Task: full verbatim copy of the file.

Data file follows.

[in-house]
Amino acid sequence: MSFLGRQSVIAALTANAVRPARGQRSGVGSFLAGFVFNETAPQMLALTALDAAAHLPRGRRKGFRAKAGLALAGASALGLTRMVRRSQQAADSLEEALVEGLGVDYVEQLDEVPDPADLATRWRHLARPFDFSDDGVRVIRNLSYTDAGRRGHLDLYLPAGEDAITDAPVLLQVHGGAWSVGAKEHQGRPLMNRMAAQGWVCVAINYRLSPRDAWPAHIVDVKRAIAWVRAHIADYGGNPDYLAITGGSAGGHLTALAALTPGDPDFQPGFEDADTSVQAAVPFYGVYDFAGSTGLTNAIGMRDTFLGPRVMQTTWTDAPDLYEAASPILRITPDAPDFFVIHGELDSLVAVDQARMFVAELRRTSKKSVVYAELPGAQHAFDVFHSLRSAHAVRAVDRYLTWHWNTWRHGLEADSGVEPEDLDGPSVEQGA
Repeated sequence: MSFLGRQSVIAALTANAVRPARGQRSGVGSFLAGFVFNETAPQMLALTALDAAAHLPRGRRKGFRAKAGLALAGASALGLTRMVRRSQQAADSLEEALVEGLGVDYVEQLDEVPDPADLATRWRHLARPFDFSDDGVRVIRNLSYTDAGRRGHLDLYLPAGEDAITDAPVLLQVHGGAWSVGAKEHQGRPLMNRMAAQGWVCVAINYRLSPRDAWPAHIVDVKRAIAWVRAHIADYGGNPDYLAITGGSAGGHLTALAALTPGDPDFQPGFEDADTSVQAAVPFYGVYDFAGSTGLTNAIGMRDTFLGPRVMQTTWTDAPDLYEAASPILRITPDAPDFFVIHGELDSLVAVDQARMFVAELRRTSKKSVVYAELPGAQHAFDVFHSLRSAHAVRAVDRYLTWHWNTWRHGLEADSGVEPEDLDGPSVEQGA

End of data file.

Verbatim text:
[in-house]
Amino acid sequence: MSFLGRQSVIAALTANAVRPARGQRSGVGSFLAGFVFNETAPQMLALTALDAAAHLPRGRRKGFRAKAGLALAGASALGLTRMVRRSQQAADSLEEALVEGLGVDYVEQLDEVPDPADLATRWRHLARPFDFSDDGVRVIRNLSYTDAGRRGHLDLYLPAGEDAITDAPVLLQVHGGAWSVGAKEHQGRPLMNRMAAQGWVCVAINYRLSPRDAWPAHIVDVKRAIAWVRAHIADYGGNPDYLAITGGSAGGHLTALAALTPGDPDFQPGFEDADTSVQAAVPFYGVYDFAGSTGLTNAIGMRDTFLGPRVMQTTWTDAPDLYEAASPILRITPDAPDFFVIHGELDSLVAVDQARMFVAELRRTSKKSVVYAELPGAQHAFDVFHSLRSAHAVRAVDRYLTWHWNTWRHGLEADSGVEPEDLDGPSVEQGA
Repeated sequence: MSFLGRQSVIAALTANAVRPARGQRSGVGSFLAGFVFNETAPQMLALTALDAAAHLPRGRRKGFRAKAGLALAGASALGLTRMVRRSQQAADSLEEALVEGLGVDYVEQLDEVPDPADLATRWRHLARPFDFSDDGVRVIRNLSYTDAGRRGHLDLYLPAGEDAITDAPVLLQVHGGAWSVGAKEHQGRPLMNRMAAQGWVCVAINYRLSPRDAWPAHIVDVKRAIAWVRAHIADYGGNPDYLAITGGSAGGHLTALAALTPGDPDFQPGFEDADTSVQAAVPFYGVYDFAGSTGLTNAIGMRDTFLGPRVMQTTWTDAPDLYEAASPILRITPDAPDFFVIHGELDSLVAVDQARMFVAELRRTSKKSVVYAELPGAQHAFDVFHSLRSAHAVRAVDRYLTWHWNTWRHGLEADSGVEPEDLDGPSVEQGA